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by Tim Beissmann

Children are 33 per cent less likely to be injured in a car crash when their grandparents are driving rather than the children’s parents.

New research by the University of Pennsylvania and the Children’s Hospital of Philadelphia revealed the surprising findings, which seemingly defy other crash statistics.

The researchers looked at insurance data from car crashes in 15 US states between 2003 and 2007. The data involved almost 12,000 children aged below 15.

Overall, 0.70 per cent of children were injured when riding with their grandparents, compared with 1.05 per cent who were injured when one of their parents was behind the wheel.

Even though only 10 per cent of children were driven by their grandparents, the report showed they suffered proportionally fewer injuries.

The report’s lead author, Dr Fred Henretig, said he was surprised at the study’s conclusion.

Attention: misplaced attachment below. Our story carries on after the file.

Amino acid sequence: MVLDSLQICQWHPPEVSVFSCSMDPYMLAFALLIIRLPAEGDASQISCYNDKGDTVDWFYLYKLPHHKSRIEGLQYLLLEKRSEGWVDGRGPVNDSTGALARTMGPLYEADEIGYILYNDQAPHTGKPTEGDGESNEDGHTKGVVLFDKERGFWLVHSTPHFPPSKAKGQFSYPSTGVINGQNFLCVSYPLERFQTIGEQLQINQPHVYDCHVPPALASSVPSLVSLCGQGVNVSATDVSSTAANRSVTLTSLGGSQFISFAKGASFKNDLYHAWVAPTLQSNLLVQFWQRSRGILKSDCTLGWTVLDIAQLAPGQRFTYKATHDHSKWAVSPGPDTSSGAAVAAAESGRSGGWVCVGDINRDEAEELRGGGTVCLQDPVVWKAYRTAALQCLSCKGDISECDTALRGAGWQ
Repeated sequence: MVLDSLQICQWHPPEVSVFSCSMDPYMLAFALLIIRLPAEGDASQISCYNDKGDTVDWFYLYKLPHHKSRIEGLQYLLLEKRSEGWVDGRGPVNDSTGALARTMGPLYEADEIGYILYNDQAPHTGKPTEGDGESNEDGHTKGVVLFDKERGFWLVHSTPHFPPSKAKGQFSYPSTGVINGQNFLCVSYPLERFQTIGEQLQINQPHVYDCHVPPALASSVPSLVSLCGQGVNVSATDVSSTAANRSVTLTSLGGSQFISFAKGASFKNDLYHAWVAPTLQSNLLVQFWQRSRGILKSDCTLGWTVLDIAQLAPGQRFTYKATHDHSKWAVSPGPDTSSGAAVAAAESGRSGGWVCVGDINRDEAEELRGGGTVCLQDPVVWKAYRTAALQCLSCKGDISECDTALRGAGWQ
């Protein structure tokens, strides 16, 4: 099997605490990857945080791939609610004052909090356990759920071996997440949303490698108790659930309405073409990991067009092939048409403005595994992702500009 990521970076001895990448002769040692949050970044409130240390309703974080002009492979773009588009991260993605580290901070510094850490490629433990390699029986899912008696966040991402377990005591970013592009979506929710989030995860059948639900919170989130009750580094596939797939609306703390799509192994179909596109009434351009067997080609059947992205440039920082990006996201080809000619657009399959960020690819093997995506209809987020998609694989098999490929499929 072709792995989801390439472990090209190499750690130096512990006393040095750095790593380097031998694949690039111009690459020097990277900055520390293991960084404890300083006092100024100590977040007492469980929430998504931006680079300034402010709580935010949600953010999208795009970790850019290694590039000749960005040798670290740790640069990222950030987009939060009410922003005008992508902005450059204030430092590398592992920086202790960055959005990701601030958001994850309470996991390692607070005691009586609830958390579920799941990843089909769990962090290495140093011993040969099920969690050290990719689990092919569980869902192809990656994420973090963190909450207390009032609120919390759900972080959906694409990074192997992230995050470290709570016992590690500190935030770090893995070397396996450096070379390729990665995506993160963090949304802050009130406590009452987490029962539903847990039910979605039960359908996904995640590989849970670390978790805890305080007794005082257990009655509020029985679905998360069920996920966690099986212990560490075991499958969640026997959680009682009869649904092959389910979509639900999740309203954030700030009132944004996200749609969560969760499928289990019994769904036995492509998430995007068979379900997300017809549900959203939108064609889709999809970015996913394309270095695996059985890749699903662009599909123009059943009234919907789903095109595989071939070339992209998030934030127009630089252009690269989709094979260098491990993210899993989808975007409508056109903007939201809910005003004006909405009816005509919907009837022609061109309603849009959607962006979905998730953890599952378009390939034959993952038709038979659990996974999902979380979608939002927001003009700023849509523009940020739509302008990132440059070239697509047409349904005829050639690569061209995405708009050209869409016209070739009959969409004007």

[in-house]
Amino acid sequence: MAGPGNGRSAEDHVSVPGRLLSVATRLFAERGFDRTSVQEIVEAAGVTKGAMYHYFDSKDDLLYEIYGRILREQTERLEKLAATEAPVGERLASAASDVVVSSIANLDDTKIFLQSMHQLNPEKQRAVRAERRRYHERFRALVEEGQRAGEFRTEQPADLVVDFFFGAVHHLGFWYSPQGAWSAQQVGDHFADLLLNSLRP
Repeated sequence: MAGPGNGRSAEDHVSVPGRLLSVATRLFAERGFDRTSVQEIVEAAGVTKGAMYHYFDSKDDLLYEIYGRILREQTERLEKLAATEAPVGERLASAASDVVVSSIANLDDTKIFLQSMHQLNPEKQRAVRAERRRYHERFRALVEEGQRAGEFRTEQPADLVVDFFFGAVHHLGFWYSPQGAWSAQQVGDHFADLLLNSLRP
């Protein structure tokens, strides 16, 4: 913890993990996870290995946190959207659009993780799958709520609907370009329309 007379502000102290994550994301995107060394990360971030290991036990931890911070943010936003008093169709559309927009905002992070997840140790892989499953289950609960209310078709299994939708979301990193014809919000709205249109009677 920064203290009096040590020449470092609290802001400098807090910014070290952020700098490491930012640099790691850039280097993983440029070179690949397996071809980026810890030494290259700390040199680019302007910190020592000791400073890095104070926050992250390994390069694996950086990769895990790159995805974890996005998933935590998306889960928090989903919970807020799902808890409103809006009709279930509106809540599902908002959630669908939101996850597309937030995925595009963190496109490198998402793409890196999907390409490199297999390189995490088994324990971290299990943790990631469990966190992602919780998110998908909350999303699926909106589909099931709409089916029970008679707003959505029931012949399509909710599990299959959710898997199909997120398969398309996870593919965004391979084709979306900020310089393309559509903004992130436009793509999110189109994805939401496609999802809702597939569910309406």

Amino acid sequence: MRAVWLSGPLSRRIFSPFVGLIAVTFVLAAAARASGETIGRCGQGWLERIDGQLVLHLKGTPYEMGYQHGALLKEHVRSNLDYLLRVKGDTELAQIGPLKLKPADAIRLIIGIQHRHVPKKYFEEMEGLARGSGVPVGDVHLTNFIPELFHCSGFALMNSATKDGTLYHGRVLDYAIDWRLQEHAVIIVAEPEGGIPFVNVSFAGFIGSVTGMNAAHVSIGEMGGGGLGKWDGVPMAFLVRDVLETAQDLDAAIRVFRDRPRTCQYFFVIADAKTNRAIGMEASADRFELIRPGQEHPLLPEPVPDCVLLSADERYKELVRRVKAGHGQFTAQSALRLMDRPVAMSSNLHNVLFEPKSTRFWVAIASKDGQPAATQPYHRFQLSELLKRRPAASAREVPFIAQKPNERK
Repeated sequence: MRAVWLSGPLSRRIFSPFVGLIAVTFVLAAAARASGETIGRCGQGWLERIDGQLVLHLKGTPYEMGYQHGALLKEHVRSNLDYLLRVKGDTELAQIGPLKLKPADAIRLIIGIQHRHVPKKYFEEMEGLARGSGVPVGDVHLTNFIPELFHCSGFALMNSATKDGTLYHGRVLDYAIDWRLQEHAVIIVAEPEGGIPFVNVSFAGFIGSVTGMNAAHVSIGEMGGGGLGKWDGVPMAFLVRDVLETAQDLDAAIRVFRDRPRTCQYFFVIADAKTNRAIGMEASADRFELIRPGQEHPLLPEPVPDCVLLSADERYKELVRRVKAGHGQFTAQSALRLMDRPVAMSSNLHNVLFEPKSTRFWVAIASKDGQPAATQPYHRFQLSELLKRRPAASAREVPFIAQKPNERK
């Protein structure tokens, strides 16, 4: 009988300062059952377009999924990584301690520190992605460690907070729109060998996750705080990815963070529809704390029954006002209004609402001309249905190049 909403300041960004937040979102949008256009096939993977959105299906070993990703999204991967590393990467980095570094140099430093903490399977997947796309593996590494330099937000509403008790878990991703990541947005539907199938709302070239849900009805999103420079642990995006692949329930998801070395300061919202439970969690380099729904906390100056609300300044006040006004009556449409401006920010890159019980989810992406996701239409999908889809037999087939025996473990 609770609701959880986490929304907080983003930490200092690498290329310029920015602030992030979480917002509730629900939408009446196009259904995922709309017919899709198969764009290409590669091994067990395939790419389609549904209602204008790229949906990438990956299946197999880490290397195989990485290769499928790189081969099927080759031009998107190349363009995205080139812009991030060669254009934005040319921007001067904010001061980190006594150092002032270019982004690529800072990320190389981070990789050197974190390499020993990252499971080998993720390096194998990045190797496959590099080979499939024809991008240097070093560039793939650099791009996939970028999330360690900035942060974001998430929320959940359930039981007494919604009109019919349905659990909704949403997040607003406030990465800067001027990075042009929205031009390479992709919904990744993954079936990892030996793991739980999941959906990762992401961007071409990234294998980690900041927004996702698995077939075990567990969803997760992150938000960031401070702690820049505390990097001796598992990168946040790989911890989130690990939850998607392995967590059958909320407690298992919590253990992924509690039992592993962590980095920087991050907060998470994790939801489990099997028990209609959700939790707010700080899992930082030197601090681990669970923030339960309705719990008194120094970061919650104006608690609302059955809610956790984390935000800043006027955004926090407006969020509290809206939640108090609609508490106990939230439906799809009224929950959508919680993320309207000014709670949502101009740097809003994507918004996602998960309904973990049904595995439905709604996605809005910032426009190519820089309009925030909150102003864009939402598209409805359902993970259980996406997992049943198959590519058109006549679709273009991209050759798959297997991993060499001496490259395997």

Older drivers are known to be involved in a higher percentage of car crashes. They are also more likely to drive older cars and are less likely to fit child car seats properly.

Researchers believe the circumstances of the car trips made by grandparents could have an impact on the results. They suggested grandparents could be less distracted and less busy than parents, and that driving might be a form of relaxed ‘quality time’ with the grandchildren.

The locations of trips – busy cities versus quiet roads – could also influence the results, but was not included in the study.

The average age of the grandparents in the survey was 58 – quite young as grandparents go – so most did not fit the stereotype of a frail old battler limping to their car on a walking frame.

What do you think of the findings? Are grandparents really safer drivers, or are there too many other factors at play here to draw a conclusion? Let us know your thoughts in the comments section below.




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